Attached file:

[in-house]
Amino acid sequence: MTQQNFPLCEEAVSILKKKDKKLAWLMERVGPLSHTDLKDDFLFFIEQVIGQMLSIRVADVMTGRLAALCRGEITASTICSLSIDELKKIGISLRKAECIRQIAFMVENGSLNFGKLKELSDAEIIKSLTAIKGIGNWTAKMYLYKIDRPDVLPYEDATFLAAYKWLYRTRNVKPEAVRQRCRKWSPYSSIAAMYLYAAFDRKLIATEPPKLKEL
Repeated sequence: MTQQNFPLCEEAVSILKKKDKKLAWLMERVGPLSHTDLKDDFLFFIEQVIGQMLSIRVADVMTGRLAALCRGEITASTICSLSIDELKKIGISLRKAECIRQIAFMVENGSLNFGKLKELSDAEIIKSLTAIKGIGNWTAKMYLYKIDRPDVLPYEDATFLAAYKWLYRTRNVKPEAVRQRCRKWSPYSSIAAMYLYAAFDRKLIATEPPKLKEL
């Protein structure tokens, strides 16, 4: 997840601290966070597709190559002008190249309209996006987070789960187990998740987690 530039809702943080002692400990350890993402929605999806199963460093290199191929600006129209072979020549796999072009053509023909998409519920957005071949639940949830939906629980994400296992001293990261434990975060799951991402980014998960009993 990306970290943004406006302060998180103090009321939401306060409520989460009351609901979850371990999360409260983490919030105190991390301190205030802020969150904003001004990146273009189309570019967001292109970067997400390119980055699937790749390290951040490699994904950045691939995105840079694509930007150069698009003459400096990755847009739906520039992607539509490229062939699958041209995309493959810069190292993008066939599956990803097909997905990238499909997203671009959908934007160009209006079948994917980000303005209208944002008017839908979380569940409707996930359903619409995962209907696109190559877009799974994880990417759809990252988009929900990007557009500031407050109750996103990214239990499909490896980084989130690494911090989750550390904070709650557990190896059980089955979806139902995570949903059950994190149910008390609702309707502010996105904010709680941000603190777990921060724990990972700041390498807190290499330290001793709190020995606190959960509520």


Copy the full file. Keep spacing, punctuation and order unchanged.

[in-house]
Amino acid sequence: MTQQNFPLCEEAVSILKKKDKKLAWLMERVGPLSHTDLKDDFLFFIEQVIGQMLSIRVADVMTGRLAALCRGEITASTICSLSIDELKKIGISLRKAECIRQIAFMVENGSLNFGKLKELSDAEIIKSLTAIKGIGNWTAKMYLYKIDRPDVLPYEDATFLAAYKWLYRTRNVKPEAVRQRCRKWSPYSSIAAMYLYAAFDRKLIATEPPKLKEL
Repeated sequence: MTQQNFPLCEEAVSILKKKDKKLAWLMERVGPLSHTDLKDDFLFFIEQVIGQMLSIRVADVMTGRLAALCRGEITASTICSLSIDELKKIGISLRKAECIRQIAFMVENGSLNFGKLKELSDAEIIKSLTAIKGIGNWTAKMYLYKIDRPDVLPYEDATFLAAYKWLYRTRNVKPEAVRQRCRKWSPYSSIAAMYLYAAFDRKLIATEPPKLKEL
């Protein structure tokens, strides 16, 4: 997840601290966070597709190559002008190249309209996006987070789960187990998740987690 530039809702943080002692400990350890993402929605999806199963460093290199191929600006129209072979020549796999072009053509023909998409519920957005071949639940949830939906629980994400296992001293990261434990975060799951991402980014998960009993 990306970290943004406006302060998180103090009321939401306060409520989460009351609901979850371990999360409260983490919030105190991390301190205030802020969150904003001004990146273009189309570019967001292109970067997400390119980055699937790749390290951040490699994904950045691939995105840079694509930007150069698009003459400096990755847009739906520039992607539509490229062939699958041209995309493959810069190292993008066939599956990803097909997905990238499909997203671009959908934007160009209006079948994917980000303005209208944002008017839908979380569940409707996930359903619409995962209907696109190559877009799974994880990417759809990252988009929900990007557009500031407050109750996103990214239990499909490896980084989130690494911090989750550390904070709650557990190896059980089955979806139902995570949903059950994190149910008390609702309707502010996105904010709680941000603190777990921060724990990972700041390498807190290499330290001793709190020995606190959960509520």